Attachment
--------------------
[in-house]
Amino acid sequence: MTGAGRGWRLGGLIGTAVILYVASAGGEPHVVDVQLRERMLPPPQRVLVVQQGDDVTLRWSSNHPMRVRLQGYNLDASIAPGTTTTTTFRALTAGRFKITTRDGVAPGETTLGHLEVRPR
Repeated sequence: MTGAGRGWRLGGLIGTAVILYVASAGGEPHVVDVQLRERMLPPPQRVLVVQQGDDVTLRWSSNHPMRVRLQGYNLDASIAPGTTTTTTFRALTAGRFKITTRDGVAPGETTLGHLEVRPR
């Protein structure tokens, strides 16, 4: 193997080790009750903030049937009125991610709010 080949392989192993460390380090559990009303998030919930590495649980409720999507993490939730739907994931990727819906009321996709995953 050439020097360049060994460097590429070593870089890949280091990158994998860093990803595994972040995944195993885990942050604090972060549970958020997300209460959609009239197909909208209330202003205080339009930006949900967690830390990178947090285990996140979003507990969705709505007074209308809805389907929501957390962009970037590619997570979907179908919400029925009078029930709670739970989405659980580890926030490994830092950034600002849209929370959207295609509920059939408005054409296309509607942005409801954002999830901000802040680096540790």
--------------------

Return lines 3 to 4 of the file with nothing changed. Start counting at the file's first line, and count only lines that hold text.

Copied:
Repeated sequence: MTGAGRGWRLGGLIGTAVILYVASAGGEPHVVDVQLRERMLPPPQRVLVVQQGDDVTLRWSSNHPMRVRLQGYNLDASIAPGTTTTTTFRALTAGRFKITTRDGVAPGETTLGHLEVRPR
């Protein structure tokens, strides 16, 4: 193997080790009750903030049937009125991610709010 080949392989192993460390380090559990009303998030919930590495649980409720999507993490939730739907994931990727819906009321996709995953 050439020097360049060994460097590429070593870089890949280091990158994998860093990803595994972040995944195993885990942050604090972060549970958020997300209460959609009239197909909208209330202003205080339009930006949900967690830390990178947090285990996140979003507990969705709505007074209308809805389907929501957390962009970037590619997570979907179908919400029925009078029930709670739970989405659980580890926030490994830092950034600002849209929370959207295609509920059939408005054409296309509607942005409801954002999830901000802040680096540790």